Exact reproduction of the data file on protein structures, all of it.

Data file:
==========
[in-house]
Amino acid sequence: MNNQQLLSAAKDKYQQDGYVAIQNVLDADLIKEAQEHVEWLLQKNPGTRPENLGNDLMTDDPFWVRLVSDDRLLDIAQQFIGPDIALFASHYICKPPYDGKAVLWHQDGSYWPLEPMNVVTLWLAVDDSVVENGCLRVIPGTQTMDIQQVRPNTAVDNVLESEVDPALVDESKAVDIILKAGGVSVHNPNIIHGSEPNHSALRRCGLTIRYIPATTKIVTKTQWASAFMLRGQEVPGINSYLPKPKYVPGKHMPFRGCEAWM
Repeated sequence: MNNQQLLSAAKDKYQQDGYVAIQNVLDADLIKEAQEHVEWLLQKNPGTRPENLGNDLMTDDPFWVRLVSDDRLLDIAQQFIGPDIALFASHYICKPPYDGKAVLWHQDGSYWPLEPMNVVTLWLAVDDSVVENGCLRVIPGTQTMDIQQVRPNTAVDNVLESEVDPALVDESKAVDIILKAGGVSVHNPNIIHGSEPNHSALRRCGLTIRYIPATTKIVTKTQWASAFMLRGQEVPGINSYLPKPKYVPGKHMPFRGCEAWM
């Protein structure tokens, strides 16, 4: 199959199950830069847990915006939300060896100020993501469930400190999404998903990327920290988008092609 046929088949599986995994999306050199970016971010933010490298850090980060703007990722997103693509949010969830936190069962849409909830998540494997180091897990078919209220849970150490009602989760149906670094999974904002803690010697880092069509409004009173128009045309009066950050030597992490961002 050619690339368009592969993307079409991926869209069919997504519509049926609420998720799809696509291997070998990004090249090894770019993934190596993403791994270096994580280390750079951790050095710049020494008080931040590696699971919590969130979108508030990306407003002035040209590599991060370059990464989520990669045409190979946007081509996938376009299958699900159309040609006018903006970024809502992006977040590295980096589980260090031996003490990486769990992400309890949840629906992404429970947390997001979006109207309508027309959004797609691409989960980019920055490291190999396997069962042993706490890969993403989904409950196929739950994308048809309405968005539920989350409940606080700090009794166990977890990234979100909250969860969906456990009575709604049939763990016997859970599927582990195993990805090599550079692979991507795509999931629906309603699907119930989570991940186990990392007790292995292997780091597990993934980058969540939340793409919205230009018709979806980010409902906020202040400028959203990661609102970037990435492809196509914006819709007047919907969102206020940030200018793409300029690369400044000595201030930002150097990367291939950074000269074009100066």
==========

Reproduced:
[in-house]
Amino acid sequence: MNNQQLLSAAKDKYQQDGYVAIQNVLDADLIKEAQEHVEWLLQKNPGTRPENLGNDLMTDDPFWVRLVSDDRLLDIAQQFIGPDIALFASHYICKPPYDGKAVLWHQDGSYWPLEPMNVVTLWLAVDDSVVENGCLRVIPGTQTMDIQQVRPNTAVDNVLESEVDPALVDESKAVDIILKAGGVSVHNPNIIHGSEPNHSALRRCGLTIRYIPATTKIVTKTQWASAFMLRGQEVPGINSYLPKPKYVPGKHMPFRGCEAWM
Repeated sequence: MNNQQLLSAAKDKYQQDGYVAIQNVLDADLIKEAQEHVEWLLQKNPGTRPENLGNDLMTDDPFWVRLVSDDRLLDIAQQFIGPDIALFASHYICKPPYDGKAVLWHQDGSYWPLEPMNVVTLWLAVDDSVVENGCLRVIPGTQTMDIQQVRPNTAVDNVLESEVDPALVDESKAVDIILKAGGVSVHNPNIIHGSEPNHSALRRCGLTIRYIPATTKIVTKTQWASAFMLRGQEVPGINSYLPKPKYVPGKHMPFRGCEAWM
């Protein structure tokens, strides 16, 4: 199959199950830069847990915006939300060896100020993501469930400190999404998903990327920290988008092609 046929088949599986995994999306050199970016971010933010490298850090980060703007990722997103693509949010969830936190069962849409909830998540494997180091897990078919209220849970150490009602989760149906670094999974904002803690010697880092069509409004009173128009045309009066950050030597992490961002 050619690339368009592969993307079409991926869209069919997504519509049926609420998720799809696509291997070998990004090249090894770019993934190596993403791994270096994580280390750079951790050095710049020494008080931040590696699971919590969130979108508030990306407003002035040209590599991060370059990464989520990669045409190979946007081509996938376009299958699900159309040609006018903006970024809502992006977040590295980096589980260090031996003490990486769990992400309890949840629906992404429970947390997001979006109207309508027309959004797609691409989960980019920055490291190999396997069962042993706490890969993403989904409950196929739950994308048809309405968005539920989350409940606080700090009794166990977890990234979100909250969860969906456990009575709604049939763990016997859970599927582990195993990805090599550079692979991507795509999931629906309603699907119930989570991940186990990392007790292995292997780091597990993934980058969540939340793409919205230009018709979806980010409902906020202040400028959203990661609102970037990435492809196509914006819709007047919907969102206020940030200018793409300029690369400044000595201030930002150097990367291939950074000269074009100066």